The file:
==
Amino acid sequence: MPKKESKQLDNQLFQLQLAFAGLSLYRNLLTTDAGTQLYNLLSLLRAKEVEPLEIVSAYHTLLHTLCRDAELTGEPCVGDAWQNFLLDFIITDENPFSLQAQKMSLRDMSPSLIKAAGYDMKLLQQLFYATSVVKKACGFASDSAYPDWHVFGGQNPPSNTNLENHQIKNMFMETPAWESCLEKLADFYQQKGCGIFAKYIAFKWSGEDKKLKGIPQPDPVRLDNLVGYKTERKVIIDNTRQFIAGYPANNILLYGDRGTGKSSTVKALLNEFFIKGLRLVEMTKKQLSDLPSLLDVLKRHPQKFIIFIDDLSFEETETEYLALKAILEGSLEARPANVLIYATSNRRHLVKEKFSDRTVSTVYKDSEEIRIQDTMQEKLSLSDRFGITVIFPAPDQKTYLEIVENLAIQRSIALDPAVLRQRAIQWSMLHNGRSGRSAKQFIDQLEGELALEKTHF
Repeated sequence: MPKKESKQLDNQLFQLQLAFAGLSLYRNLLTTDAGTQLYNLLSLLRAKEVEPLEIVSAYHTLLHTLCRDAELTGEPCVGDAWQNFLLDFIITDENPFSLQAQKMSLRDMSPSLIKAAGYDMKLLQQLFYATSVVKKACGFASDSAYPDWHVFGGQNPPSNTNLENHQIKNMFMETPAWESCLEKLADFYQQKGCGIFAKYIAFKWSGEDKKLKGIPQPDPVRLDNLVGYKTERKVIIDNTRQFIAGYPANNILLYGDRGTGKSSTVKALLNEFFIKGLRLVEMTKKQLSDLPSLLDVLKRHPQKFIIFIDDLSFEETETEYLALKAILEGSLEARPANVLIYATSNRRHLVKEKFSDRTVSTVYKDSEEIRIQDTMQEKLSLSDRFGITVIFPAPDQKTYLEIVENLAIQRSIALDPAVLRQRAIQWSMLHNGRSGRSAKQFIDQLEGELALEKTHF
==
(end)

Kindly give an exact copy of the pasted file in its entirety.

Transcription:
Amino acid sequence: MPKKESKQLDNQLFQLQLAFAGLSLYRNLLTTDAGTQLYNLLSLLRAKEVEPLEIVSAYHTLLHTLCRDAELTGEPCVGDAWQNFLLDFIITDENPFSLQAQKMSLRDMSPSLIKAAGYDMKLLQQLFYATSVVKKACGFASDSAYPDWHVFGGQNPPSNTNLENHQIKNMFMETPAWESCLEKLADFYQQKGCGIFAKYIAFKWSGEDKKLKGIPQPDPVRLDNLVGYKTERKVIIDNTRQFIAGYPANNILLYGDRGTGKSSTVKALLNEFFIKGLRLVEMTKKQLSDLPSLLDVLKRHPQKFIIFIDDLSFEETETEYLALKAILEGSLEARPANVLIYATSNRRHLVKEKFSDRTVSTVYKDSEEIRIQDTMQEKLSLSDRFGITVIFPAPDQKTYLEIVENLAIQRSIALDPAVLRQRAIQWSMLHNGRSGRSAKQFIDQLEGELALEKTHF
Repeated sequence: MPKKESKQLDNQLFQLQLAFAGLSLYRNLLTTDAGTQLYNLLSLLRAKEVEPLEIVSAYHTLLHTLCRDAELTGEPCVGDAWQNFLLDFIITDENPFSLQAQKMSLRDMSPSLIKAAGYDMKLLQQLFYATSVVKKACGFASDSAYPDWHVFGGQNPPSNTNLENHQIKNMFMETPAWESCLEKLADFYQQKGCGIFAKYIAFKWSGEDKKLKGIPQPDPVRLDNLVGYKTERKVIIDNTRQFIAGYPANNILLYGDRGTGKSSTVKALLNEFFIKGLRLVEMTKKQLSDLPSLLDVLKRHPQKFIIFIDDLSFEETETEYLALKAILEGSLEARPANVLIYATSNRRHLVKEKFSDRTVSTVYKDSEEIRIQDTMQEKLSLSDRFGITVIFPAPDQKTYLEIVENLAIQRSIALDPAVLRQRAIQWSMLHNGRSGRSAKQFIDQLEGELALEKTHF